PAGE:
In the Chinese martial arts, the energetic nature of our physical body is “qi” or “chi.” It is not separate from but inherent to our nature and all the natural world. Personal qi is known as Yuan-Qi. It exists in and simultaneously with the condensed form of energy that IS our physical body, all its tissues, organs, etc. The practice of TCC develops the ability to sense and use qi, in ourselves and in others. We speak of developing or cultivating qi, as though it is a “thing” different or separate from “us” that we must gather and hold onto, but I feel it is more accurate and useful to think of it as a flow or movement, and getting out of the way of this expression of our true energetic nature, and removing blocks to the flow, allows us to utilize the ubiquitous availability of limitless qi for health and effortless being and action. So, what stands in the way? Ourselves and our habit of self-identification with the physical body. I believe it’s really as simple as that. How do you stop doing that? That is not so simple. This is where the practice of TCC is so valuable and unique.

Space and a feeling of expansion is central to the practice of TCC. Muscles contract and qi expands. Where there is effort, where there is muscular contraction, there is reduced qi flow. The goal of acupuncture and all Chinese medicine is the normalization of qi by removing blockages to flow. To that end, the TCC practitioner is constantly investigating “Can I empty more? Can I align myself with gravity better to remain upright and move, yet use minimal effort to do so?” TCC practice is not one of addition, but subtraction; not the acquiring of new skills to add to what one is already doing, but “What am I doing in this and every moment that results in unnecessary effort and/or discomfort (mental or physical)?” The result of this attention is to replace dense matter with less dense energy; to suffuse the body, every cell, with this potentiating qi. This not only creates a pleasant sensation of expansion and lightness, like a lessening of gravity even as we simultaneously surrender to it, but also positive changes in stress levels and overall health. TCC refers to the joints as “gates” to energy flow and we always keep the joints open and uncompressed, thereby creating “space” in the joint. In TCC we try to hold our joints in a neutral position at all times and never take them to end range, an obvious difference from yoga. Yoga takes joints to extreme end-range stretch, often for long periods. While advanced yoga practitioners can ideally do this without compressing the joints, it is still true that end range positions are emphasized. Another difference arises from the philosophy of Hinduism versus Daoism. Hinduism views the body as an impediment to spiritual awakening; something to be disciplined, even mortified, as a means of transcendence. Daoism and TCC emphasize deepening the awareness of the physical body, exploring and developing its physical and energetic nature as the gateway to experiencing one’s transcendental Self.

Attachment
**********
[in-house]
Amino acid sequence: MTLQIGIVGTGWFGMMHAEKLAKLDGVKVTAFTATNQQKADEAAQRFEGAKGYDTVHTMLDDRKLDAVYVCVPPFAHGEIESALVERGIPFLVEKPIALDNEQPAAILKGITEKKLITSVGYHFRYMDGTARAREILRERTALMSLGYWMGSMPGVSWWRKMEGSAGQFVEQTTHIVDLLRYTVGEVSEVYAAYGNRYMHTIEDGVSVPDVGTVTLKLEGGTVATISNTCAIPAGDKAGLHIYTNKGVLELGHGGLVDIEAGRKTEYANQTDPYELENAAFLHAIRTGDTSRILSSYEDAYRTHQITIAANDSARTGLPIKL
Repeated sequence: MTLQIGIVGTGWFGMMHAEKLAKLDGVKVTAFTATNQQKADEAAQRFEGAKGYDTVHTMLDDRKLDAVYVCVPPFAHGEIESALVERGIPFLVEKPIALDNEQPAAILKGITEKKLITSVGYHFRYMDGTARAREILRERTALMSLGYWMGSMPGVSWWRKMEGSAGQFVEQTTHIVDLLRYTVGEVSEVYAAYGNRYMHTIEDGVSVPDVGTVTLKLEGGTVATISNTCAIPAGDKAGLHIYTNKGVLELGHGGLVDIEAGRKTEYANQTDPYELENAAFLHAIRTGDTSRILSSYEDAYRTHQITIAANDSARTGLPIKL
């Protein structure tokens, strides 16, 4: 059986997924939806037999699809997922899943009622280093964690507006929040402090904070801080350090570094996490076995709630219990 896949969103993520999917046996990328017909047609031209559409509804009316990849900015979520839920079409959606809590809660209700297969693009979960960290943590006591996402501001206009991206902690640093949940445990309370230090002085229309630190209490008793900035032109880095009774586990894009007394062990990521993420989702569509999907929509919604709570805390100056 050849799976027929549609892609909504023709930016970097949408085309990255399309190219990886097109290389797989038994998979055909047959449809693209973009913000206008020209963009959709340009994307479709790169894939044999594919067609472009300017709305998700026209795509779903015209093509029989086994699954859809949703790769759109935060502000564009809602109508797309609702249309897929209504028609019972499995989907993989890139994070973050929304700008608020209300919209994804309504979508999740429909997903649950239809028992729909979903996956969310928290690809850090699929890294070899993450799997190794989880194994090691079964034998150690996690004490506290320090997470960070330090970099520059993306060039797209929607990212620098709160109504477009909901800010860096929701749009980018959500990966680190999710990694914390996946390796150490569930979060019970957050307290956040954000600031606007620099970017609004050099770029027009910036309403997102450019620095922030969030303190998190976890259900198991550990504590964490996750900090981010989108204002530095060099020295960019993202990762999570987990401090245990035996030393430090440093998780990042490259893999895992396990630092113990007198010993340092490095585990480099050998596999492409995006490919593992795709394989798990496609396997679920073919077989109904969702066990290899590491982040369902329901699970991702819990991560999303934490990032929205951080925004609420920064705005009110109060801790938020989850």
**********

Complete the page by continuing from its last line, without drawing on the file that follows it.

This Self-Realization through occupying and manifesting the transcendental Self simultaneously with the physical body is the cohesion of mind, body, and spirit associated with TCC. We are not doing something in order to unite them. That relationship already exists. TCC simply helps us embody and consciously manifest that unity and cohesion. This is not experienced as an abstract philosophy or mental “idea,” an internal dialogue or thought process, but as a bodily feeling, as “being there.” Being bodily present in the moment, the Now, is a release from the constraints of time, and the anxiety that arises from dwelling in the regrets or memories of the past and the anticipation or fears of the future. Liberation from the constraints of the past and future, through increasing identification with our energetic form, results in a sense of floating or existing beyond Space and Time. I realize this is quite a grandiose claim for any practice. Nonetheless, it has been my experience and is the natural consequence of a regular TCC practice. It does not happen every time I practice. It is totally dependent on the practitioner’s level of attention and focus and the longevity of their practice. Ten years is not an unreasonable amount of time to spend in order to begin to experience this, but regular practice usually begins to provide inklings of it after one. Nonetheless, it is available to those who practice; it is there for the asking. And the more often I can approach that experience, the more it overflows and permeates the rest of my life. Slowing down, being in the present moment, for its own sake rather than any result, is an important part of TCC. The development of a daily “practice” is essential to the unfolding of this potential. I view my practice as Daoist prayer. I surrender to it without anticipation or attachment to outcome, without judgement, without expectation, only attention. In that state, wonderful, pleasurable, and joyful things happen that transform the physical body, the mind, and the spirit that have positive effects on how I inhabit my own body and interact with those around me that, in turn, effects their behavior and life experience and, as a result, the world as a whole.

This is why I practice.